After a sustained campaign, heritage lovers and officials have been successful in almost stopping the stone-pelting ritual at Bojjannakonda, a famous Buddhist site at Sankaram, 3.5-km from Anakapalle and 41-km from here.
The villagers, as a part of the ancient ritual, used to pelt stones at a belly-shaped object, believing it to be a part of a demon.
However, following the intervention of the Indian National Trust for Art and Cultural Heritage (INTACH), the practice on the Kanuma day during Sankranti has almost been done away with.
“With the support of the police and the district administration, we have been able to stop it for the past few years. This time also we have sought the support of the district officials,” INTACH Visakhapatnam chapter convener Mayank Kumari Deo told The Hindu on Sunday.
“Bojjannakonda and Lingalametta are the twin Buddhist monasteries dating back to the 3rd century BC. These sites have seen three forms of Buddhism – the Theravada period when Lord Buddha was considered a teacher, the Mahayana, where Buddhism was more devotional, and Vajrayana, where Buddhist tradition was more practised as Tantra and esoteric form,” she said.
The name Sankaram is derived from the term, ‘Sangharama’. It is famous for the whole lot of votive stupas, rock-cut caves, brick-built structural edifices, early historic pottery and Satavahana coins that date back to the 1st century AD.
The main stupa was carved out of rock and then covered with bricks, where one can see a number of images of the Buddha sculpted on the rock face all over the hill.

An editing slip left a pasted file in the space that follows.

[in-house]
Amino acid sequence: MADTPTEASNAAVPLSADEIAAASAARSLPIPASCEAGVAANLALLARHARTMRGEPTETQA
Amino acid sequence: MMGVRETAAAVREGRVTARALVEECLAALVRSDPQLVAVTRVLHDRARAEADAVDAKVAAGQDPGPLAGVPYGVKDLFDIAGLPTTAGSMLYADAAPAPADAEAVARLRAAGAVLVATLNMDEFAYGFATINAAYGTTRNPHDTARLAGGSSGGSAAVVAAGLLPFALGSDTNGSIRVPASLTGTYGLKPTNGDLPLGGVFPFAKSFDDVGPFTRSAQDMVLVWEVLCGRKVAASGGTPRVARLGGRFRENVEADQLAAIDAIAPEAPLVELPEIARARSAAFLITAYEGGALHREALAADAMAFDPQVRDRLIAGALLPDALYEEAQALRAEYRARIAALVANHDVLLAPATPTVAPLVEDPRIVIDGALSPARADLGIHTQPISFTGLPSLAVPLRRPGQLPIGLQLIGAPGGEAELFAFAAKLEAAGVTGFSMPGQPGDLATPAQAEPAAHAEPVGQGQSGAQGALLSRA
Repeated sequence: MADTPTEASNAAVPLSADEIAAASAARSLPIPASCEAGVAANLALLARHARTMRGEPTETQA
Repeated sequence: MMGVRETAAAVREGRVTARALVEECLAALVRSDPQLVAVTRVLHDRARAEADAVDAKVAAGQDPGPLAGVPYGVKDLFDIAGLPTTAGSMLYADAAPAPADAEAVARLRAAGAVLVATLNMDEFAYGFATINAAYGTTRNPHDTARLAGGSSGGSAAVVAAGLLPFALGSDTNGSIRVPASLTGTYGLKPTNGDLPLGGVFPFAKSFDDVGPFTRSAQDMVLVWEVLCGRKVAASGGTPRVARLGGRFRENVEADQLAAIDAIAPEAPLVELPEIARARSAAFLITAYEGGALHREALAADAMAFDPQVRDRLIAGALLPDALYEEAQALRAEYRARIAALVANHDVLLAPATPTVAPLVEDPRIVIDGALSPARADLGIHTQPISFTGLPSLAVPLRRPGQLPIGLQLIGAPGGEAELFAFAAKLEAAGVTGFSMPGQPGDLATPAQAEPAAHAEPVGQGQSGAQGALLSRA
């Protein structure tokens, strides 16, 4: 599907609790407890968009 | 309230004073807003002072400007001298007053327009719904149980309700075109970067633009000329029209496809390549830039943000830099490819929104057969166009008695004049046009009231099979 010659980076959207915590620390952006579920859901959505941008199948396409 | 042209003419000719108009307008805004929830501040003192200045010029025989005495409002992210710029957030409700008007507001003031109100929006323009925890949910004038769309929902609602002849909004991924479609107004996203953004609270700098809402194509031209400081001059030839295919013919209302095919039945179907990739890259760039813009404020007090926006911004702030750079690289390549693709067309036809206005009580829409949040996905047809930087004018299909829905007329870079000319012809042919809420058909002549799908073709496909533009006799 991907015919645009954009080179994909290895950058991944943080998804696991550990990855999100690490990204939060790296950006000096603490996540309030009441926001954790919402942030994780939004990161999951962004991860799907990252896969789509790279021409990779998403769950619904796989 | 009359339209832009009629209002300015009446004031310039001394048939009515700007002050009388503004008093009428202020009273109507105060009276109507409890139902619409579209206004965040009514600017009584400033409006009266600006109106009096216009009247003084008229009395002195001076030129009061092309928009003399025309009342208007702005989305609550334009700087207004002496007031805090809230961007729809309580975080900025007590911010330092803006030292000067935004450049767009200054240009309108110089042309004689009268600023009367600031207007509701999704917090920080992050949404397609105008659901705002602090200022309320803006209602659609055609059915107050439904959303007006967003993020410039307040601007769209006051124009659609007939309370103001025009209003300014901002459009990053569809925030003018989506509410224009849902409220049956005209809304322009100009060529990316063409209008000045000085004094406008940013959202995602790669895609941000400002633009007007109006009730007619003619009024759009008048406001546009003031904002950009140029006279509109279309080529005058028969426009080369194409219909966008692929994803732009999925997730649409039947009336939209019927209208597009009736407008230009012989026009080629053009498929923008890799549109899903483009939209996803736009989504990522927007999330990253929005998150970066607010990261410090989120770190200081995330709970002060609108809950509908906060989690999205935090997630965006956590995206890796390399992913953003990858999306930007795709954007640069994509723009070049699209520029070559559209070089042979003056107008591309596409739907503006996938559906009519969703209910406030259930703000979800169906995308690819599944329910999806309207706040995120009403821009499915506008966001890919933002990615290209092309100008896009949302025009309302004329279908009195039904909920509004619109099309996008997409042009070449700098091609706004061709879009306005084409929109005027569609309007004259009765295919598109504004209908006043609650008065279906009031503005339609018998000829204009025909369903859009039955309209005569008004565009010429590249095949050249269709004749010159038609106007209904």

At the nearby Lingalametta, one can see hundreds of rock-cut monolithic stupas in rows.
Tourists visit the Buddhist sites in large numbers to see the relic casket, the three Chaitya Halls, the votive platforms, the stupas and the Vajrayana sculpture.
Visakhapatnam is famous for Buddhist sites at Thotlakonda, Appikonda, and Bavikonda too.
“Vandalism, or defacing of any order like removing bricks and throwing stones at the heritage site, is highly condemnable. We want the administration to provide enough security on the Kanuma day to prevent damage to the archaeologically significant site,” INTACH, in a letter, urged district Collector V. Vinay Chand.
Some of the heritage lovers are visiting the site on January 16 coinciding with Kanuma, the day after Sankranti. Heritage activist Jayashree Hatangadi said interested people could visit Bojjannakonda on that day.
Recalling how the ritual had been stopped to a large extent, P.V. Prasad, a member of INTACH, said he had to stay at the site along with other heritage lovers to sensitise the locals not to damage the Buddhist site.
Heritage lover Edward Paul said all the Buddhist sites in the region needed conservation and promotion as north Andhra was home to several relics and monasteries.